The manager of the St. Tikhon Zadonsky Home and long a devoted servant of Vladika, M. A. Shakmatova, saw a remarkable dream. A crowd of people carried Vladika in a coffin into St. Tikhon's Church; Vladika came to life and stood in the royal doors anointing the people and saying to her, "Tell the people: although I have died, I am alive!" As during his life time, Vladika continues to be very active in helping those who need him. Here are just two of the thousands of cases of Vladika's miracles. Victor Boyton, who witnessed the healing of his friend by Vladika John, recounts: "The miracle occurred after I had received the copyright to the English publication of Orthodox Life from Jordanville, N.Y., which included photos of Vladika John. I had a friend, a Moslem from Russia, who was suffering from cancer of the blood and was losing his sight. The doctors concurred that in three months time he would be blind. Placing the picture of Vladika John by my vigil light, I began to pray daily for my friend. After a short period of time my friend was healed from the blood cancer and began to see normally. The eye doctors were amazed at this occurrence. From then on, my friend has lead a normal life and reads without impediment."
The archpriest Stephan Pavlenko recollects: "My brother Paul, although not in the military, lived for some years in Vietnam. There he sought children who were wounded or orphaned due to the then continuing war. He placed them either in orphanages or hospitals. Thus he became close with his future wife, a certain Vietnamese Kim En who was also involved with helping the unfortunate children. My brother introduced Kim to the Christian faith and to the lives of many of God's Saints. She told my brother that during her very difficult times there appeared to her in her dreams a certain monk who consoled her and told her what to do. Once, towards Easter time, I sent my brother some cassettes of monastic songs as well as some books and journals of a spiritual context. Having received my parcel and having shown the spiritual literature to Kim he was surprised, when upon seeing the cover of a certain journal she exclaimed: `This is the monk who appears to me in my sleep!' She pointed to a well known picture of Vladika John, taken among the graves of the Novo Diveevo monastery in Spring-Valley. In suit, Kim was baptized in the Orthodox Church with the name Kyra."

Epilogue



 

St. John Maximovitch reliquary, located at the Cathedral in San Fransisco.
THE BLESSED ARCHBISHOP JOHN of Shanghai and San Francisco was canonized as a Saint by the Russian Church on July 2 1994. It was a wonderful and unforgettable event to which hundreds of clergy and many thousands of laymen came from all over the world!
The importance of St. John for the people of the 20th Century cannot be underestimated. Those who knew him personally or have read about his life and miracles have learned of the tremendous spiritual power embodied in this frail little man. God was drawn to the burning, loving heart of Vladika John, which became a vessel of His grace. He entrusted the Saint with heavenly secrets and the ability to transcend physical laws, making him a point of contact between Himself, the Creator, and us, His creatures. There can be no doubt that Vladika John has been sent by God as a gift of holiness to the people of the last days. At a time when imitation has become the norm in all aspects of life, when the authentic spirit of the Christian Faith has been so hidden that most are oblivious of its very existence, he can be seen as a model of genuineness.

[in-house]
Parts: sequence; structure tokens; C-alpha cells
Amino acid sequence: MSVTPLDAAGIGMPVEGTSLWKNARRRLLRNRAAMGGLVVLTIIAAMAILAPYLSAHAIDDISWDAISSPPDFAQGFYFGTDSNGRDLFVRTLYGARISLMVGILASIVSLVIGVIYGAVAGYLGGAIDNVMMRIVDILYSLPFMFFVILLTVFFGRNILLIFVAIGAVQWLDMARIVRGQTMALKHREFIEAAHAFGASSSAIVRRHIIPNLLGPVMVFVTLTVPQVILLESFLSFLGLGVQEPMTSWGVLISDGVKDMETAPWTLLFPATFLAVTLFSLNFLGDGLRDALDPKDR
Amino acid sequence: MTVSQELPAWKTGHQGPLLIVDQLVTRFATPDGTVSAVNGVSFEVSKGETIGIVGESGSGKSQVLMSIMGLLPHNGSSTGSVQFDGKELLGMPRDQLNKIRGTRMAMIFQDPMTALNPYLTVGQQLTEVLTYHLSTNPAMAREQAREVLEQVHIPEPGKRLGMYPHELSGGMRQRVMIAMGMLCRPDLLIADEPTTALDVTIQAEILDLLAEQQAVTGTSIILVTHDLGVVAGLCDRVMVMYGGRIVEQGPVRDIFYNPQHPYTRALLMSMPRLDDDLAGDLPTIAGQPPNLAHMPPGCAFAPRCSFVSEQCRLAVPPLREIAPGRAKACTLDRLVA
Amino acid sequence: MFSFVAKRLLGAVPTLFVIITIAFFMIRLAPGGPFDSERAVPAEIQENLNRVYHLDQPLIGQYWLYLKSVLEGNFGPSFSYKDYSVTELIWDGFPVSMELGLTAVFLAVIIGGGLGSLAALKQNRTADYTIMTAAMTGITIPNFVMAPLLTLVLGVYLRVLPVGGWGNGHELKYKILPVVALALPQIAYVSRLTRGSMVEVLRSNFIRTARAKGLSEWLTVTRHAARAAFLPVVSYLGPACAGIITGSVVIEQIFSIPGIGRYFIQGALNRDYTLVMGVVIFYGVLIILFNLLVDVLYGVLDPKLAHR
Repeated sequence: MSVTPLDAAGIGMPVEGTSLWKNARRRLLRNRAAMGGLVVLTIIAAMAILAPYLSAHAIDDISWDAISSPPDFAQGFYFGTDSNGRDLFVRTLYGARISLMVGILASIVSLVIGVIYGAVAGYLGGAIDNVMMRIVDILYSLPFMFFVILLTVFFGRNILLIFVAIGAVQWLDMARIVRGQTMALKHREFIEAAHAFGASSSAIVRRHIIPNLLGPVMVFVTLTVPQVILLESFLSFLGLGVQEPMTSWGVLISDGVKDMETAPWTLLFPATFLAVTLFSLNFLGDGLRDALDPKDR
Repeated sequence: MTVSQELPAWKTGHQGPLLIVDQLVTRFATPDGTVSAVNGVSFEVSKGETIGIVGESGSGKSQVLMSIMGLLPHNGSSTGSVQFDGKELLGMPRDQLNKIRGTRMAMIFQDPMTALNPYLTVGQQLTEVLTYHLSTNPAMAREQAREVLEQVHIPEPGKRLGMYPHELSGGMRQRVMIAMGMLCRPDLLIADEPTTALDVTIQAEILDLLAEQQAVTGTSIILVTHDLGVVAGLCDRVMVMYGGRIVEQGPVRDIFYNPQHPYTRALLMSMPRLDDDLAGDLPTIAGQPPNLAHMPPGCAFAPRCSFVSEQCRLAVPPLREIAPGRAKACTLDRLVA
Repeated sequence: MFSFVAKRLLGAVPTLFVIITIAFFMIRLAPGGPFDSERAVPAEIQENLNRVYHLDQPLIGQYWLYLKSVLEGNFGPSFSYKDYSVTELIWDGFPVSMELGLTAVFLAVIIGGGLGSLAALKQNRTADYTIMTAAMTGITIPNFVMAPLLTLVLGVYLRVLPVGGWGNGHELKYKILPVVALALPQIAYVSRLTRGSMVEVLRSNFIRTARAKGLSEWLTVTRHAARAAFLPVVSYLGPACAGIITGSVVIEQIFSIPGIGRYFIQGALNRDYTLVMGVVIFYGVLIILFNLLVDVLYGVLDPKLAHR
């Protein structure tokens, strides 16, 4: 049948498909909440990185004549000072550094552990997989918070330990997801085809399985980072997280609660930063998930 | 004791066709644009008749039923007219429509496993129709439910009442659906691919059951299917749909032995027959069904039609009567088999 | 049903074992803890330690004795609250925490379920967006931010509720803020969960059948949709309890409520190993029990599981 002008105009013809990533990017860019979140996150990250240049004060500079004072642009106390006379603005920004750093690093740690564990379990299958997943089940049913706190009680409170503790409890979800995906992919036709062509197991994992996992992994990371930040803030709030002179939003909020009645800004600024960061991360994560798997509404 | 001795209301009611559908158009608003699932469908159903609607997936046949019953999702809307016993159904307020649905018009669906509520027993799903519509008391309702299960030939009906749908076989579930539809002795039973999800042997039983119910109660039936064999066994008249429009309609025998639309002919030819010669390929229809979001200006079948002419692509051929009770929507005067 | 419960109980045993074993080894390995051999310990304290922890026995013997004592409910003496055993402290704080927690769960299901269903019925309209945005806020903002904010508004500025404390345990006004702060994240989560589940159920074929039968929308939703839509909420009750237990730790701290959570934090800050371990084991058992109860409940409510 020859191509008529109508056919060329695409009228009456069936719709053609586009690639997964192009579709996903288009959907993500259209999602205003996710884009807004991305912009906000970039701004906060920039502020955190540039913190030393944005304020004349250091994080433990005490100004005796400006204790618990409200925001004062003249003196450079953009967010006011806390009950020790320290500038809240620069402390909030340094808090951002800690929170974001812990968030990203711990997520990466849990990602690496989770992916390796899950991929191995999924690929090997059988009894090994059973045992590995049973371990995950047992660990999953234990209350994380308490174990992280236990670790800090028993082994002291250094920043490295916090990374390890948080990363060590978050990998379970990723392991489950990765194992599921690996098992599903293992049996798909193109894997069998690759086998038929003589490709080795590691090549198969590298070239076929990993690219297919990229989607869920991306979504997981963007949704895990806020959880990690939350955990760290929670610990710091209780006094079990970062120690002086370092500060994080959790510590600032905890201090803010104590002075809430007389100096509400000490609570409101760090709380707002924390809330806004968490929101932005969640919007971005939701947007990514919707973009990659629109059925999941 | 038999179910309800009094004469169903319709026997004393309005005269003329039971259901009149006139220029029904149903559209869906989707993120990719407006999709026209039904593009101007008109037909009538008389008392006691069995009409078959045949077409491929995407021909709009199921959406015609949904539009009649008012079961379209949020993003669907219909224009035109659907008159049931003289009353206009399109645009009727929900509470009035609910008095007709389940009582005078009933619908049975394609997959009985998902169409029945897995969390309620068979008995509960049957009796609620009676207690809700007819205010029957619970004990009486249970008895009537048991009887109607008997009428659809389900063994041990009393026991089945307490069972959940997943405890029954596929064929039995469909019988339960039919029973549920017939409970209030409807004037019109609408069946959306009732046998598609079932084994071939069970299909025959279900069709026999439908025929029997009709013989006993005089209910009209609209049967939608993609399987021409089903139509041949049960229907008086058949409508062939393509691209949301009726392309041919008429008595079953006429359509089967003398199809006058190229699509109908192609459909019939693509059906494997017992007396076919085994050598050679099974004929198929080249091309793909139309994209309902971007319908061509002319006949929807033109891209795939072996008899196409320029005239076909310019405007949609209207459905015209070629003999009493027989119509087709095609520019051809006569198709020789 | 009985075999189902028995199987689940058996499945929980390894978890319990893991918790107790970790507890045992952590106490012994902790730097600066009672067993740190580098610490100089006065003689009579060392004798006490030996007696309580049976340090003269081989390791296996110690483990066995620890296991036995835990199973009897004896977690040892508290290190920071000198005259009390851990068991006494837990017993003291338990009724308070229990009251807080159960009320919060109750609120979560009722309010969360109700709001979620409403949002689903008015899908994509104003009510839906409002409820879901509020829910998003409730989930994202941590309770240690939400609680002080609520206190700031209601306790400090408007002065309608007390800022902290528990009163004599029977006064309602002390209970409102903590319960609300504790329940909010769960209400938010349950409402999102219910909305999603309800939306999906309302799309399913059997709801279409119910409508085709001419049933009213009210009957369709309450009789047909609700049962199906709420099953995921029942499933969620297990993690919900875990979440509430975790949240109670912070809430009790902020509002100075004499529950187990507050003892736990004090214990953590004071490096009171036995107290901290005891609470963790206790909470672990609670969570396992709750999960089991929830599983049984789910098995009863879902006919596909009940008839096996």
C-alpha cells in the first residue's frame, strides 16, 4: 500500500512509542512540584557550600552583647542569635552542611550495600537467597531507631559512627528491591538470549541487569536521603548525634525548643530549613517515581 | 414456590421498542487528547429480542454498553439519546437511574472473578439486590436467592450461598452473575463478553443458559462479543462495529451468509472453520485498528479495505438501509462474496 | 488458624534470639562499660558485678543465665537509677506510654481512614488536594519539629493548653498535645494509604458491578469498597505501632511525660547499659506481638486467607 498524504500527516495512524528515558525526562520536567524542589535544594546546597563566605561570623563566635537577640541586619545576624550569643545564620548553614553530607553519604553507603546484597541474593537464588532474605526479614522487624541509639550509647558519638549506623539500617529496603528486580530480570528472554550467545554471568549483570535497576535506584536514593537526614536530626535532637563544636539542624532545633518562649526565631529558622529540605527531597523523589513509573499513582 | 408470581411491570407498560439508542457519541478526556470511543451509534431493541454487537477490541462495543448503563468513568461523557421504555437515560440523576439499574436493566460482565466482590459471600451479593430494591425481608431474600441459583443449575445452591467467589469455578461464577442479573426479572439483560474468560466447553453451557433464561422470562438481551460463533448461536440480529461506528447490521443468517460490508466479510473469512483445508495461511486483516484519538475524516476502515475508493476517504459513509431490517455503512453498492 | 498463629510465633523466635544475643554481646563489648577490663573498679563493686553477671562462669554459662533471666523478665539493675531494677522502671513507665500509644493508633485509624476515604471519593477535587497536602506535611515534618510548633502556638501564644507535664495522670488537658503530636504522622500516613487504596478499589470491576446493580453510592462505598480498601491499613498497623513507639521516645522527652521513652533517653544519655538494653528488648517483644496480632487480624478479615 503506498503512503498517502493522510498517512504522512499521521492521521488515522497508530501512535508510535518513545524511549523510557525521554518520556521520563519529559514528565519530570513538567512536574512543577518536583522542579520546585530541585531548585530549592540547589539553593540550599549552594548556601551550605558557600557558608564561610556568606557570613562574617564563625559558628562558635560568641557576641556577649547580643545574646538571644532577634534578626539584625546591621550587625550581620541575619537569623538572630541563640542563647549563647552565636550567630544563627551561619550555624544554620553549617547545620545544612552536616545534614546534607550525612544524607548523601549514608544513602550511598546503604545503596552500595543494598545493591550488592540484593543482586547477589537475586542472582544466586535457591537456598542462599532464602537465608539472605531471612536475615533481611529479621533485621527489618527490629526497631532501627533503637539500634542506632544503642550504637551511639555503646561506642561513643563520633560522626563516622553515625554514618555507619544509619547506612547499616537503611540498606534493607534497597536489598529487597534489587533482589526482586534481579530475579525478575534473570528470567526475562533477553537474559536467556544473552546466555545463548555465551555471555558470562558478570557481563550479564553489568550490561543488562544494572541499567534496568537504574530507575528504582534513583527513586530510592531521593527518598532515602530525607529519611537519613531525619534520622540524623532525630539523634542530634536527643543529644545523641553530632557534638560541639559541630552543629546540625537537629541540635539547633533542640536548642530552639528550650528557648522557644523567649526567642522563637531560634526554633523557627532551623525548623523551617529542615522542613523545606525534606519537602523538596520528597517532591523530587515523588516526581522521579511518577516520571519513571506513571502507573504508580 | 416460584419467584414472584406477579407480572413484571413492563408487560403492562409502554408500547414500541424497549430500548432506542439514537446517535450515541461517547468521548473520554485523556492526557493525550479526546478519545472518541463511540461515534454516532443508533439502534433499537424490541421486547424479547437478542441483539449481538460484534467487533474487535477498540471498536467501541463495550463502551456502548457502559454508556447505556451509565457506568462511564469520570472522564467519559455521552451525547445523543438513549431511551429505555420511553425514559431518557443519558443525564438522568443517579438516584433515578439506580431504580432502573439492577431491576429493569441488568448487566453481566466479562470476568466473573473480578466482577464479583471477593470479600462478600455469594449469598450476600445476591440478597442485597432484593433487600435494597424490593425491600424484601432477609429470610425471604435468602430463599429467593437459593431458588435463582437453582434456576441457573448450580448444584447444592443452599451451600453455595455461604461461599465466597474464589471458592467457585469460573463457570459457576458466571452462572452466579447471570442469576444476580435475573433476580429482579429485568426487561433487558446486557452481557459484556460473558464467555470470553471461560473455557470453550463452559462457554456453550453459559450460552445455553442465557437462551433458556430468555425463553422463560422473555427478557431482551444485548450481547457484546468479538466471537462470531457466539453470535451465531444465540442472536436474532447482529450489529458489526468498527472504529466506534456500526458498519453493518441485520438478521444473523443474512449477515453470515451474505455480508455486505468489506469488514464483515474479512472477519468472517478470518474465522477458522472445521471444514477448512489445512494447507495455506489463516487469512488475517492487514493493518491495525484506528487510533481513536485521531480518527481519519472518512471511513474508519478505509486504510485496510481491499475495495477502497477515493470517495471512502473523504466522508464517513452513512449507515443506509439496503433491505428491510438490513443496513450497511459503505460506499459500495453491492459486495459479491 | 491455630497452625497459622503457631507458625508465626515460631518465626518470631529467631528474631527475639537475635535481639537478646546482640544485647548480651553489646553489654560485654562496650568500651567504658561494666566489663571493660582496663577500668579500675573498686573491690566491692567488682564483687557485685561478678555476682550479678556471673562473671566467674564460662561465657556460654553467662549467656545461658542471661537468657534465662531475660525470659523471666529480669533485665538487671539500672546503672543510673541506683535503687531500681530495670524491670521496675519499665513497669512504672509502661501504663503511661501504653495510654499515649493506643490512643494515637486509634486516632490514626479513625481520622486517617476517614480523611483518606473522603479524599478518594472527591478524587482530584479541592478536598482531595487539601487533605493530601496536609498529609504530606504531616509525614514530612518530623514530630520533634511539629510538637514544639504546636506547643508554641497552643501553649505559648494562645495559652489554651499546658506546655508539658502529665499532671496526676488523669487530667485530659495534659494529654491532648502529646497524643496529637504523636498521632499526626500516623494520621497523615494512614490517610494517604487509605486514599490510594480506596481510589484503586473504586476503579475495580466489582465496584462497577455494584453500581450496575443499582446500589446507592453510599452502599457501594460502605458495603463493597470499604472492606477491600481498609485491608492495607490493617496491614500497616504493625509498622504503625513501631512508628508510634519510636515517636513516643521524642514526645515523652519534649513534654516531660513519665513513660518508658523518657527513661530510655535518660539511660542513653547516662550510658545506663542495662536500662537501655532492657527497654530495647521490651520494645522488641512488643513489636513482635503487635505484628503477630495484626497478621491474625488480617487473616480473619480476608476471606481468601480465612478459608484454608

Vladika John has set the right "tone" of true apostleship in the modern world. As more people are drawn into the Orthodox Church of Christ before the final unleashing of evil, may they look to him as their loving guide and a pastor who knows no death. He is a kind of "measuring stick" that indicates who and what is real in our confusing times. The unit of measure is nothing else than pure Christian love, which he possessed and distributed in abundance. With this love, the intense struggle of spiritual life becomes worth the effort. By the prayers of Saint John may God bless and save us. Amen!
 
 
Hear the voice of the Saint by clicking here


 


Through the prayers of Saint John, may the Lord Jesus Christ have mercy on us. Amen!

Missionary Leaflet A12E
Published by Holy Protection Russian Orthodox Church
2049 Argyle Avenue
Los Angeles, CA 90068, USA

St. Maria Skobtsova Resources

St. Maria Skobtsova Resources - Σελίδες σχετικές με την Αγία Μαρία Skobtsova


Resources available on the In Communion web site:

Saint of the Open Door
Taking Up the Cross by St. Maria Skobtsova
The Asceticism of the Open Door by Mother Maria Skobtsova
Books About St. Maria of Paris
Icons of Saints Maria (Skobtsova) of Paris and those canonized with her
Mother Maria on the Internet: In Various Languages
Related:
A cloud of witnesses
Impressions of a Canonization
Types of Religious Lives
Father Dimitry Klepinin

Becoming the Gospel: the example of four saints
Love Your Enemies As Yourself
Silent as a Stone: Mother Maria of Paris and the Trash Can Rescue
Becoming the Jesus Prayer

Source: http://incommunion.org/?page_id=868